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Bayle’s Books

Pensées Diverses, Ecrites à un Docteur de Sorbonne, A l’occasion de la Cométe qui parut au mois de Decembre 1680 — Rotterdam : Reinier Leers, 1683

Bayle questions the popular belief in comets as divine premonitions as well as other forms of superstition. It is not a mark of truth that beliefs are held for a long time. Duration is no degree of veracity. Besides, people seldom put their beliefs into practice. This is why faith is of little consequence to society. This is why an atheist society may be as virtuous and orderly as a Christian society. This point of view was an audacious one for Bayle’s time. Consequently it caused much indignation and upheaval.

Commentaire Philosophique Sur Ces Paroles De Jésus-Christ, Contrain-Les D’Entrer ; Ou Traité De La Tolérance Universelle — Rotterdam: Reinier Leers, 1686

There are no infallible criteria for recognizing, or measuring, the veracity of beliefs, Bayle argues. This is why people must follow their own conscience. He also finds that only reason can be the judge in matters of conscience, morality, and tolerance. Arguing that ethical standards are universally valid irrespective of any single man’s conscience and convictions, he concludes that religious persecution is to be condemned as unethical, even in the case of heretics or atheists.

Projet Et Fragmens D’Un Dictionaire Critique — Rotterdam: Reinier Leers, 1692

A pre-publication of several lemma’s from Bayle’s Dictionnaire. Its purpose was to enable scholars to give their opinion on the upcoming edition of the Dictionnaire. It came off the press on May 14. It appeared anonimously, but Bayle’s authorship was widely known. Characteristically, this pre-publication does not clearly show its final result (the Dictionnaire), since Bayle didn’t yet have a set plan of what he was going to publish. The reactions to this Projet caused Bayle to alter his design of the Dictionnaire in one significant way: He added narrative text.

Dictionnaire Historique et Critique — Rotterdam: Reinier Leers, 1697

A historiographical dictionary full of corrections to similar lexica as well as a mixture of all things interesting to Bayle. Which is why this book is also a portrait in words of Bayle: it constitutes an ego-document, it is his intellectual autobiography. The contents are specific, emphatic, and diverse. Its mixture of lexicography and philosophy makes it far more readable than any philosophical treatise. Thus he reached a wide audience. Bayle always states his sources. These amount to some 4,000 ranging from Antiquity to his contemporaries. Reinier Leers started printing the book in September 1694. The final pages came off the press on October 24, 1696. Leers insisted on stating Bayle’s authorship on the title page, which Bayle had wanted to decline. Early in 1697 the Dictionnaire was banned in France for its alleged attack on civility, politics, and religion. Of course, this fostered its success. The book’s index is concluded by this notable reminder: “Out of respect for the composer of this index we point out to the reader that the index was more elaborate at first. However, for several reasons we were obliged to remove various matters in order to complete the printing process at a date suitable to the interests of the book seller.”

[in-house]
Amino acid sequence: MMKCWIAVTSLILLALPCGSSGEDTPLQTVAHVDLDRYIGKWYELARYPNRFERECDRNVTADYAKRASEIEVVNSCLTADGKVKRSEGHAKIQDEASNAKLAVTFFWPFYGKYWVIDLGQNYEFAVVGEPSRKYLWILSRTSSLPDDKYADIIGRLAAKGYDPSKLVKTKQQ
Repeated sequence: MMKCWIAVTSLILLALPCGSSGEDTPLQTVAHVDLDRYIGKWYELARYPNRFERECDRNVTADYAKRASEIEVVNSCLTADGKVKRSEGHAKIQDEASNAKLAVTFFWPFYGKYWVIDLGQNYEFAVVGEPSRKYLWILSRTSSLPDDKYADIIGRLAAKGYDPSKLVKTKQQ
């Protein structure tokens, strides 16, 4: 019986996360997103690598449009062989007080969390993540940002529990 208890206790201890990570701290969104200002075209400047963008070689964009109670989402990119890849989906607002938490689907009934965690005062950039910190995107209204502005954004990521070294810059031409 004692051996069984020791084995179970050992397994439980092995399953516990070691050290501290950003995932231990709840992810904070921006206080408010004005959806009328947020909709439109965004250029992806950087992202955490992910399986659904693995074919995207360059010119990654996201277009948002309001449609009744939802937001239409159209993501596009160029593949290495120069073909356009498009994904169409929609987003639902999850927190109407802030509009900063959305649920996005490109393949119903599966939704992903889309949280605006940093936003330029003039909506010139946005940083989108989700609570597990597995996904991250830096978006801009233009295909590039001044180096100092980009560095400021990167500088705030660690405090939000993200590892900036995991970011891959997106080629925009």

Bayle Dictionnaire lemma Erasme.pdf

Het Leven van B. De Spinoza met eenige Aantekeningen over zyn Bedryf, Schriften, en Gevoelens: Door Bayle, Nevens een Kort Betoog van de Waarheit des Christelyken Godtsdiensts; En Twee Verhandelingen, I. Van de Ziel. II. Van Godts Wezentlykheit Door [I.] Jacquelot. Vertaalt door F. Halma — Utrecht, Halma & vande Water, 1698

= The Life of B. De Spinoza with some Annotations on his Business, Writings, and Sentiments: By Bayle, besides a Brief Argument on the Veracity of the Christian Faith; and Two Treatises, I. On the Soul. II. On God’s Essence By [I.] Jacquelot. Translated by F. Halma.

The longest and most controversial lemma in Bayle’s Dictionnaire was the one about Benedictus de Spinoza (1632–1677). Bayle criticizes Spinoza’s philosophy, but he praises his walk of life. In his lemma Bayle puts Spinoza at the center of contemporary intellectual debate. Very soon this lemma was published independently in a Dutch translation. The second text in this book is Jacquelot’s refutation of Spinoza’s philosophy. Spinoza identified God with nature. Therefore, Christians regarded him as a heretic.

Oeuvres Diverses. Contenant tout ce que cet Auteur a publié sur des matieres de Theologie, de Philosophie, de Critique, d’Histoire, et de Litterature, excepté son Dictionnaire Historique Et Critique. — The Hague: Husson, 1727–1731 (4 volumes)

Part of these collected works are Bayle’s Nouvelles de la république des lettres, the first periodical in the Low Countries to popularize science and scholarship. For three years Bayle published monthly episodes of some 100 pages containing scientific scoops, book announcements, reviews of newly published books, and the like. The Nouvelles were characterized by one observer as the cosmopolitan conscience of a provincial world.

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